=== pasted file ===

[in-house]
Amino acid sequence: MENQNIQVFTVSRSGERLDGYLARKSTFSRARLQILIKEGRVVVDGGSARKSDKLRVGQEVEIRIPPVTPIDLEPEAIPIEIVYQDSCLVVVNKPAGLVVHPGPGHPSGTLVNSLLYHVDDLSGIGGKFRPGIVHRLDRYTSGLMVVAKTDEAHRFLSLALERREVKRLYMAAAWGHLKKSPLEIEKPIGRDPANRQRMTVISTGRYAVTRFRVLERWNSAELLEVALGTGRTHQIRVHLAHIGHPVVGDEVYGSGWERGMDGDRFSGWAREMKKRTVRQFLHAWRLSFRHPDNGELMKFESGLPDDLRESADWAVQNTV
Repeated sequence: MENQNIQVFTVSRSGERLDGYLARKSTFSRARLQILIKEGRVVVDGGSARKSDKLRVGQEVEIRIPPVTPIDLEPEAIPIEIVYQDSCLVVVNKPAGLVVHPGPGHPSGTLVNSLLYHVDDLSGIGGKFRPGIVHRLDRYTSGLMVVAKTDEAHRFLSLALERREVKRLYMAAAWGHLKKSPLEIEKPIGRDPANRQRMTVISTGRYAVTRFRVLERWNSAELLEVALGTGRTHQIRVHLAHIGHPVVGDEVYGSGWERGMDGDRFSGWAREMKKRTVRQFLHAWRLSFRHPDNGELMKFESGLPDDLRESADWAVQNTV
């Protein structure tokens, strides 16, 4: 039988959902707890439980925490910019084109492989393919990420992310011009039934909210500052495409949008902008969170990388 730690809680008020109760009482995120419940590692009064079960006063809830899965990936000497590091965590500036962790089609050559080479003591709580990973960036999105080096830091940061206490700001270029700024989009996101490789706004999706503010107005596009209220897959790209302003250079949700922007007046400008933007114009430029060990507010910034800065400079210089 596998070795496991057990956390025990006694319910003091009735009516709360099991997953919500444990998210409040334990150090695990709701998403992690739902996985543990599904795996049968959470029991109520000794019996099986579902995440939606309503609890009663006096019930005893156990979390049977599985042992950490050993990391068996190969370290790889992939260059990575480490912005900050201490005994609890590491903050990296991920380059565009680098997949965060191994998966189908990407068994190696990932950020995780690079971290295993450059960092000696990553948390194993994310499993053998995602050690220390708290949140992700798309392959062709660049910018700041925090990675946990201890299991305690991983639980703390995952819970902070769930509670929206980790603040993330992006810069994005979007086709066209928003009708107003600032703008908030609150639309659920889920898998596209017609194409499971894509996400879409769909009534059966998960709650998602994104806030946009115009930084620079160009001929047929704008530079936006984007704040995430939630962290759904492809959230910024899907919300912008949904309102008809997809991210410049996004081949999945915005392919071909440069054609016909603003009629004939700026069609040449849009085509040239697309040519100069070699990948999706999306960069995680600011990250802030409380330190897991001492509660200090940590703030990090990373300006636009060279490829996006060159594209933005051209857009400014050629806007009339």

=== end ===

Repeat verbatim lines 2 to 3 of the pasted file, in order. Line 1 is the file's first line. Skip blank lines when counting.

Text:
Amino acid sequence: MENQNIQVFTVSRSGERLDGYLARKSTFSRARLQILIKEGRVVVDGGSARKSDKLRVGQEVEIRIPPVTPIDLEPEAIPIEIVYQDSCLVVVNKPAGLVVHPGPGHPSGTLVNSLLYHVDDLSGIGGKFRPGIVHRLDRYTSGLMVVAKTDEAHRFLSLALERREVKRLYMAAAWGHLKKSPLEIEKPIGRDPANRQRMTVISTGRYAVTRFRVLERWNSAELLEVALGTGRTHQIRVHLAHIGHPVVGDEVYGSGWERGMDGDRFSGWAREMKKRTVRQFLHAWRLSFRHPDNGELMKFESGLPDDLRESADWAVQNTV
Repeated sequence: MENQNIQVFTVSRSGERLDGYLARKSTFSRARLQILIKEGRVVVDGGSARKSDKLRVGQEVEIRIPPVTPIDLEPEAIPIEIVYQDSCLVVVNKPAGLVVHPGPGHPSGTLVNSLLYHVDDLSGIGGKFRPGIVHRLDRYTSGLMVVAKTDEAHRFLSLALERREVKRLYMAAAWGHLKKSPLEIEKPIGRDPANRQRMTVISTGRYAVTRFRVLERWNSAELLEVALGTGRTHQIRVHLAHIGHPVVGDEVYGSGWERGMDGDRFSGWAREMKKRTVRQFLHAWRLSFRHPDNGELMKFESGLPDDLRESADWAVQNTV